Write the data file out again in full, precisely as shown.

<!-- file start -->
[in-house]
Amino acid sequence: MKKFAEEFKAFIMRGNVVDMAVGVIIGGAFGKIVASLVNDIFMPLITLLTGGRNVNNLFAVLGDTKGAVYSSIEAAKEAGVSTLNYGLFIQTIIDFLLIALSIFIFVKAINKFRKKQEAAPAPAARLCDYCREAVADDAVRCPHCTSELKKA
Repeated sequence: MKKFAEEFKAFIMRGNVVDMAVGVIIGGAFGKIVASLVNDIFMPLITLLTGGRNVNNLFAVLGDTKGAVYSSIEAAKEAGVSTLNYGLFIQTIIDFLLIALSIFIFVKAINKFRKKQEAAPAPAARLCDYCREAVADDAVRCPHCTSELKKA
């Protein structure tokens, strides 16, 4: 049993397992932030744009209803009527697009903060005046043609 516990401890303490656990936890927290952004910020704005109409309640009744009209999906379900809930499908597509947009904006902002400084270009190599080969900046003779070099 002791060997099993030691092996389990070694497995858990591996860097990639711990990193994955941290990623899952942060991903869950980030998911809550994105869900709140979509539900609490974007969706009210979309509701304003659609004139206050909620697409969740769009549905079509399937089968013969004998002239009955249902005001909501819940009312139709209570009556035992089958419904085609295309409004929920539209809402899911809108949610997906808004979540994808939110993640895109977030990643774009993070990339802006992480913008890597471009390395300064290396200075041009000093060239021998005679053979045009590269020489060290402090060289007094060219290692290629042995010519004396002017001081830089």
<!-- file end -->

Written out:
[in-house]
Amino acid sequence: MKKFAEEFKAFIMRGNVVDMAVGVIIGGAFGKIVASLVNDIFMPLITLLTGGRNVNNLFAVLGDTKGAVYSSIEAAKEAGVSTLNYGLFIQTIIDFLLIALSIFIFVKAINKFRKKQEAAPAPAARLCDYCREAVADDAVRCPHCTSELKKA
Repeated sequence: MKKFAEEFKAFIMRGNVVDMAVGVIIGGAFGKIVASLVNDIFMPLITLLTGGRNVNNLFAVLGDTKGAVYSSIEAAKEAGVSTLNYGLFIQTIIDFLLIALSIFIFVKAINKFRKKQEAAPAPAARLCDYCREAVADDAVRCPHCTSELKKA
């Protein structure tokens, strides 16, 4: 049993397992932030744009209803009527697009903060005046043609 516990401890303490656990936890927290952004910020704005109409309640009744009209999906379900809930499908597509947009904006902002400084270009190599080969900046003779070099 002791060997099993030691092996389990070694497995858990591996860097990639711990990193994955941290990623899952942060991903869950980030998911809550994105869900709140979509539900609490974007969706009210979309509701304003659609004139206050909620697409969740769009549905079509399937089968013969004998002239009955249902005001909501819940009312139709209570009556035992089958419904085609295309409004929920539209809402899911809108949610997906808004979540994808939110993640895109977030990643774009993070990339802006992480913008890597471009390395300064290396200075041009000093060239021998005679053979045009590269020489060290402090060289007094060219290692290629042995010519004396002017001081830089």